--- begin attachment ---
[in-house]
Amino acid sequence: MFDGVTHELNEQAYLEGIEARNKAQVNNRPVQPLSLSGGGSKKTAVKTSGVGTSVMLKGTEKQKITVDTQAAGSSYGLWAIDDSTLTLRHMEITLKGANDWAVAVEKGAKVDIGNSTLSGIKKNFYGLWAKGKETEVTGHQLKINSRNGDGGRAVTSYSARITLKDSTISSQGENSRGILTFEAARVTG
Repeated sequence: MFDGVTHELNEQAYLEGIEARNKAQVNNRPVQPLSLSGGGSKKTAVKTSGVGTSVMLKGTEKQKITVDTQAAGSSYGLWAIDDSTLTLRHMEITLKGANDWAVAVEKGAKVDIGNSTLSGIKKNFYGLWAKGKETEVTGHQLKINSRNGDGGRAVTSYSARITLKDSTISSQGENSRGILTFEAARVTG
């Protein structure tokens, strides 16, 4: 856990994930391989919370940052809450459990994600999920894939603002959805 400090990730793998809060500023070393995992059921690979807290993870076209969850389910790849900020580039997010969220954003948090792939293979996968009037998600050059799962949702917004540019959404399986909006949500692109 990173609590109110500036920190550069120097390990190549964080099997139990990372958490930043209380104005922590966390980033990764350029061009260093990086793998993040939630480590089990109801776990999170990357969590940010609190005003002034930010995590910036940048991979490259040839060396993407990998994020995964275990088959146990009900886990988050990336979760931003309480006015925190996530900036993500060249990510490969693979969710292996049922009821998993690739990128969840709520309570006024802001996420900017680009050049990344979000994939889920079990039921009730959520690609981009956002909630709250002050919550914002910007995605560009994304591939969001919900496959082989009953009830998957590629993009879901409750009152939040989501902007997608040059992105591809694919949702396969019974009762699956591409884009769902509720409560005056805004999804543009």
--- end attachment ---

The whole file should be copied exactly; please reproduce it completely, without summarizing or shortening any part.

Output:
[in-house]
Amino acid sequence: MFDGVTHELNEQAYLEGIEARNKAQVNNRPVQPLSLSGGGSKKTAVKTSGVGTSVMLKGTEKQKITVDTQAAGSSYGLWAIDDSTLTLRHMEITLKGANDWAVAVEKGAKVDIGNSTLSGIKKNFYGLWAKGKETEVTGHQLKINSRNGDGGRAVTSYSARITLKDSTISSQGENSRGILTFEAARVTG
Repeated sequence: MFDGVTHELNEQAYLEGIEARNKAQVNNRPVQPLSLSGGGSKKTAVKTSGVGTSVMLKGTEKQKITVDTQAAGSSYGLWAIDDSTLTLRHMEITLKGANDWAVAVEKGAKVDIGNSTLSGIKKNFYGLWAKGKETEVTGHQLKINSRNGDGGRAVTSYSARITLKDSTISSQGENSRGILTFEAARVTG
């Protein structure tokens, strides 16, 4: 856990994930391989919370940052809450459990994600999920894939603002959805 400090990730793998809060500023070393995992059921690979807290993870076209969850389910790849900020580039997010969220954003948090792939293979996968009037998600050059799962949702917004540019959404399986909006949500692109 990173609590109110500036920190550069120097390990190549964080099997139990990372958490930043209380104005922590966390980033990764350029061009260093990086793998993040939630480590089990109801776990999170990357969590940010609190005003002034930010995590910036940048991979490259040839060396993407990998994020995964275990088959146990009900886990988050990336979760931003309480006015925190996530900036993500060249990510490969693979969710292996049922009821998993690739990128969840709520309570006024802001996420900017680009050049990344979000994939889920079990039921009730959520690609981009956002909630709250002050919550914002910007995605560009994304591939969001919900496959082989009953009830998957590629993009879901409750009152939040989501902007997608040059992105591809694919949702396969019974009762699956591409884009769902509720409560005056805004999804543009």